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Sexual Harassment

Sexual harassment in the workplace is one of the biggest issues employees face today. One need only look at the news to learn of new sexual harassment allegations in politics, Hollywood, and the corporate world.

What is Sexual Harassment?

Sexual harassment in the workplace encompasses a variety of behaviors including unwelcome sexual advances, requests for sexual favors, and other verbal or physical harassment of a sexual nature. Some examples of sexual harassment include:

  • Explicitly or implicitly conditioning employment or job advancement upon the performance of sexual favors
  • Committing physical sexual assault
  • Making requests for sexual favors
  • Making jokes of a sexual nature or otherwise referring to sexual acts or sexual orientation
  • Unwanted touching or physical contact
  • Making unwelcome sexual advances
  • Discussing one’s sex life or sexual fantasies at work
  • Making someone feel pressured to engage with one sexually
  • Exposing oneself or performing sexual acts on oneself in front of others in the workplace
  • Sending or showing unwanted sexually explicit photos, emails, or text messages

The sexual harasser can be a man or a woman and the sexual harassed employee could be a man or a woman. It doesn’t matter whether the victim is the same sex as the harasser or if they are of the opposite sex. The harasser doesn’t have to be the victim’s direct supervisor for workplace sexual harassment to occur - they can be a co-worker, a supervisor in another department, an agent of the employer, or even a vendor or customer.

One need not even be the direct target of sexually harassing behavior to be a victim of workplace sexual harassment. Anyone affected by the offensive conduct might have a viable California sexual harassment claim.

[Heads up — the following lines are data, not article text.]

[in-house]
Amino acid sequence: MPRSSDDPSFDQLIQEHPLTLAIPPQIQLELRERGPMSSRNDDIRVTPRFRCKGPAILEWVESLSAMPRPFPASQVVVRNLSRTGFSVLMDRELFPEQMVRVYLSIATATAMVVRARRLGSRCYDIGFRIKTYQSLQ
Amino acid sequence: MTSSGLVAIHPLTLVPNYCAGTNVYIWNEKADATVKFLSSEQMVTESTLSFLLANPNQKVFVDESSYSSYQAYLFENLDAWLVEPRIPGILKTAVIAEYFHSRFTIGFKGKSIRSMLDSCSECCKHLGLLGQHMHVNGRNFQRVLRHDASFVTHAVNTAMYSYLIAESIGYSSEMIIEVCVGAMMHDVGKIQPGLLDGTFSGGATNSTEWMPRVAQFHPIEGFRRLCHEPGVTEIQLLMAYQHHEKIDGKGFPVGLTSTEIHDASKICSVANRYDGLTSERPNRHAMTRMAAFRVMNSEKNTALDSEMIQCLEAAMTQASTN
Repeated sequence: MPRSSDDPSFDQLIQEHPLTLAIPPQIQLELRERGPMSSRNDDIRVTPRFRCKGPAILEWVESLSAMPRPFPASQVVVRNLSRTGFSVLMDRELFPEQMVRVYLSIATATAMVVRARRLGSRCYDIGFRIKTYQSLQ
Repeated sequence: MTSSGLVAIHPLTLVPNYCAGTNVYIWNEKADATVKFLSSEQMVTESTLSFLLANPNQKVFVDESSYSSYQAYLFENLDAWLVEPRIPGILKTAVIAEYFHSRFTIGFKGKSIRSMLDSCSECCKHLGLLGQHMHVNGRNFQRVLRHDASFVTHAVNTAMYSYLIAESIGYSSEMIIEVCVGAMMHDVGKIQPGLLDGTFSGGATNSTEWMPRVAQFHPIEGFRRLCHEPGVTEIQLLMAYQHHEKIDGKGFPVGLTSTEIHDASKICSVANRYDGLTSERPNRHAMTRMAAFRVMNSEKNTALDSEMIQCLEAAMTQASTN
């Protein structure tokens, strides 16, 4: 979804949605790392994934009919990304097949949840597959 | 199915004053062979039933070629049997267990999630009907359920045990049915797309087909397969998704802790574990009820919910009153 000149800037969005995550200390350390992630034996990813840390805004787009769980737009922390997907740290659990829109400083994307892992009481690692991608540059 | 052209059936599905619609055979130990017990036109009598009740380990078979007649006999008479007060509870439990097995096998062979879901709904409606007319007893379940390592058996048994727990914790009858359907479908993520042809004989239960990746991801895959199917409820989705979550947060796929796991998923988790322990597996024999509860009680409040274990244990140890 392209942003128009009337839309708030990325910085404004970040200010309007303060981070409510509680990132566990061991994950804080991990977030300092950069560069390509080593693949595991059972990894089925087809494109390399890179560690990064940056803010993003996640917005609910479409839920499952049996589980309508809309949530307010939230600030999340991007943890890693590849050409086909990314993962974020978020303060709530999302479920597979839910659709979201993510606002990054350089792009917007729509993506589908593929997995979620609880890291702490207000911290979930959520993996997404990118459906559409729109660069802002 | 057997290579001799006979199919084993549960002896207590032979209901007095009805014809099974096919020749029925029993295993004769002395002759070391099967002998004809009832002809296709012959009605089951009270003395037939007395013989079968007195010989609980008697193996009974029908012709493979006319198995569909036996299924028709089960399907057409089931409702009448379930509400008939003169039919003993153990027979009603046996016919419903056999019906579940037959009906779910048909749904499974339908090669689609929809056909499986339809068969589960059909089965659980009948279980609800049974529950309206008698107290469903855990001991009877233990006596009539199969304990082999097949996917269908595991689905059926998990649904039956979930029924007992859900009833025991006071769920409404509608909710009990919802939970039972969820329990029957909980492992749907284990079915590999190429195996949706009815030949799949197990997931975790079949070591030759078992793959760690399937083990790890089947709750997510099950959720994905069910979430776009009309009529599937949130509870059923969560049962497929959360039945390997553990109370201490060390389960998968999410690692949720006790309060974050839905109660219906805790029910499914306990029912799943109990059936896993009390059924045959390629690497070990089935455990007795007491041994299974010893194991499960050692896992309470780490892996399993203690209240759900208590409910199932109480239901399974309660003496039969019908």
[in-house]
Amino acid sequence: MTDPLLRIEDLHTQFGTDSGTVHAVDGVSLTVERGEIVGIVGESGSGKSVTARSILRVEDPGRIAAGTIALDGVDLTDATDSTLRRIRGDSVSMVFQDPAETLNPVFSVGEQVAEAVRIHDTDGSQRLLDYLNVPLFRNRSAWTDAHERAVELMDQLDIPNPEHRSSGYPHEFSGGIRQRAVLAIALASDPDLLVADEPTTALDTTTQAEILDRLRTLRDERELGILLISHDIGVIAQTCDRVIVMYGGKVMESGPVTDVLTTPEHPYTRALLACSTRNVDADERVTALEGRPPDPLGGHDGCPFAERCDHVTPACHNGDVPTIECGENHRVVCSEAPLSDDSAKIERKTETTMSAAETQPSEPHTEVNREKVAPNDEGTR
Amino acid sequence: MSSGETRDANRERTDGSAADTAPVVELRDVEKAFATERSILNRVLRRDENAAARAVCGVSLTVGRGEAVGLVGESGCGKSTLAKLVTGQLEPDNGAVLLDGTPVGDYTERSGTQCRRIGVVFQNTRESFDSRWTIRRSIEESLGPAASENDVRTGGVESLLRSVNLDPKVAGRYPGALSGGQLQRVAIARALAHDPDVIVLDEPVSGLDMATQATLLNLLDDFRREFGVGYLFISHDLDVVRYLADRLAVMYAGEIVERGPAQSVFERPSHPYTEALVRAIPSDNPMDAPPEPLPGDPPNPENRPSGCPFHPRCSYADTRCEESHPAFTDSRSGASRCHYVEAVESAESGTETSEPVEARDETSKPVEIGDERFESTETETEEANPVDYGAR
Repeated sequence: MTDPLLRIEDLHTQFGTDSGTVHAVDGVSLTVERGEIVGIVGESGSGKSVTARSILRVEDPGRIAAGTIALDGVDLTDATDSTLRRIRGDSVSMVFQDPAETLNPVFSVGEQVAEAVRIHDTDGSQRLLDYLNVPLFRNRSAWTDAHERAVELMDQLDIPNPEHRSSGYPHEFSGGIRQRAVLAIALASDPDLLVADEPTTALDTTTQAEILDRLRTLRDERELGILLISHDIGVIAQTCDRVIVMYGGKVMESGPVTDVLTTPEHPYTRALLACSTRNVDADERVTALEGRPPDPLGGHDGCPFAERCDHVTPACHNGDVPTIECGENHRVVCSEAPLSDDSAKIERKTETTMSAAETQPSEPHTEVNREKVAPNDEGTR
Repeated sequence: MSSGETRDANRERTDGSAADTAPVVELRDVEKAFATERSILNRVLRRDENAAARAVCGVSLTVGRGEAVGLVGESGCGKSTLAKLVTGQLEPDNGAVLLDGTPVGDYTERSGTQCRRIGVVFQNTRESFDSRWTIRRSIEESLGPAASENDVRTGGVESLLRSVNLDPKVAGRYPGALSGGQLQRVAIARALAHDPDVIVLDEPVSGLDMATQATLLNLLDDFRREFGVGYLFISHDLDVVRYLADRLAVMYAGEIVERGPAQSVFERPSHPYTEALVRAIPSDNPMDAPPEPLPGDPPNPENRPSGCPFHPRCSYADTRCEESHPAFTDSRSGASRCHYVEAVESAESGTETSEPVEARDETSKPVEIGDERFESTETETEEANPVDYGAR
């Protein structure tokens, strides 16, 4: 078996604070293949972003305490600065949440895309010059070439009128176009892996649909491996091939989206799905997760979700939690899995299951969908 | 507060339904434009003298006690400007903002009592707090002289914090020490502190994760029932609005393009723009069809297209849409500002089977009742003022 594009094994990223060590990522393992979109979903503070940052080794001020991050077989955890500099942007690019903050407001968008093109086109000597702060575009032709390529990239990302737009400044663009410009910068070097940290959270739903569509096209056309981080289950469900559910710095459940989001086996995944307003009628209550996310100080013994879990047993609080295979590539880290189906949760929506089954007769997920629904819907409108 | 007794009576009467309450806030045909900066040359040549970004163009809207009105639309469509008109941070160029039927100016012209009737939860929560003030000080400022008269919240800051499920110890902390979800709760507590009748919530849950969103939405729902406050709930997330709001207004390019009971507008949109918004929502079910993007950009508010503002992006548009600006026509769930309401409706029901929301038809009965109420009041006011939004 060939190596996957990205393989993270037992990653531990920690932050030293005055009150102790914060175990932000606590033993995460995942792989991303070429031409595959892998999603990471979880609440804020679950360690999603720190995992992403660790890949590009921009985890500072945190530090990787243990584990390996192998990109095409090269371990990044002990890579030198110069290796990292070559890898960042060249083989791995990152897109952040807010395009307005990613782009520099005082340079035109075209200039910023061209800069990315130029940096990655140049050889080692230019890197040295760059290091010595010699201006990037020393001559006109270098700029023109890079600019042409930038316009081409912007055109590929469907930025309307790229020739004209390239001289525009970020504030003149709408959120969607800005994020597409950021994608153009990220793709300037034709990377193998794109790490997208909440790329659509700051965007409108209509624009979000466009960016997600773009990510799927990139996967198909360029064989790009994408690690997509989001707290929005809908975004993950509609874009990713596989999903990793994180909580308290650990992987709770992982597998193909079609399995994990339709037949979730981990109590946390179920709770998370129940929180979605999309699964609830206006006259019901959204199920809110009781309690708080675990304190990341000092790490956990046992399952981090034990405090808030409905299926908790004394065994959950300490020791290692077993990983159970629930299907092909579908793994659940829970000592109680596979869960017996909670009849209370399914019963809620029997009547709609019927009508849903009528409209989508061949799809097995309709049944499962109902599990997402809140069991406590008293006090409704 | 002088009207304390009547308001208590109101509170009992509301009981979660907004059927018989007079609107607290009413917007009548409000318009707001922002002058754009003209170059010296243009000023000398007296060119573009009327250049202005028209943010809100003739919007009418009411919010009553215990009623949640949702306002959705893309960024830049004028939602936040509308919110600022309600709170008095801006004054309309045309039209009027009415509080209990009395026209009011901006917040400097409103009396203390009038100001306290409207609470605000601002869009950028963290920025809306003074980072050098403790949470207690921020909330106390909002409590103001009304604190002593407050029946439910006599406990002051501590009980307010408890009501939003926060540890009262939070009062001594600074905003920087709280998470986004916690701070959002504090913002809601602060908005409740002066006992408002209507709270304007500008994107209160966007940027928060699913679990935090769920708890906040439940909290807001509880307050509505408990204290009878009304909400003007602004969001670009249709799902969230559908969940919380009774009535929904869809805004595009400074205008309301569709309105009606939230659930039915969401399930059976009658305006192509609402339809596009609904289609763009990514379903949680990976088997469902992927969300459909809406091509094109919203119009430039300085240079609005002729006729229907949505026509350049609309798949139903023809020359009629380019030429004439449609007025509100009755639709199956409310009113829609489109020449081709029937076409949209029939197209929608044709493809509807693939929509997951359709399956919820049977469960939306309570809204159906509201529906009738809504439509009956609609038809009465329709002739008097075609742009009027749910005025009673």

Types of California Sexual Harassment Claims

Quid Pro Quo Claims

The oldest and most well-known type of sexual harassment is a quid pro quo claim, which typically involves a supervisor or manager or other person in power conditioning employment, a raise, a promotion, or more favorable working conditions upon a subordinate providing sexual favors. These sexual favors run the gamut from going out on a date to outright demands for sex. Although it is not illegal or sexual harassment per se to date a coworker or even a subordinate employee, it is sexual harassment to condition employment or other workplace benefit upon the co-worker or subordinate’s provision of sexual favors.

Hostile Work Environment Claims

Most sexual harassment cases brought today involve hostile work environment claims. A hostile work environment is created when the sexual harassment in the workplace is so pervasive that it creates an intimidating atmosphere that interferes with employee performance. Some examples of behavior that could create a hostile environment include unwelcome touching, physically blocking someone’s path, dirty jokes, the use of sexually explicit language, sexually suggestive signs (or cartoons, letters, and notes), and pornographic pictures, cartoons, and graffiti in workplace bathrooms, locker rooms and employee lounges.

Find Out If You Have a Viable California Sexual Harassment Claim

If you believe you’ve been the victim of sexual harassment, contact Glick Law Group today to discuss your claim. We provide a free consultation and help you determine whether you have a viable California sexual harassment claim against your employer. Your consultation and conversations with our legal team are confidential. Glick Law Group is a safe space for you to openly speak about your experience and determine if you have legal rights under California law.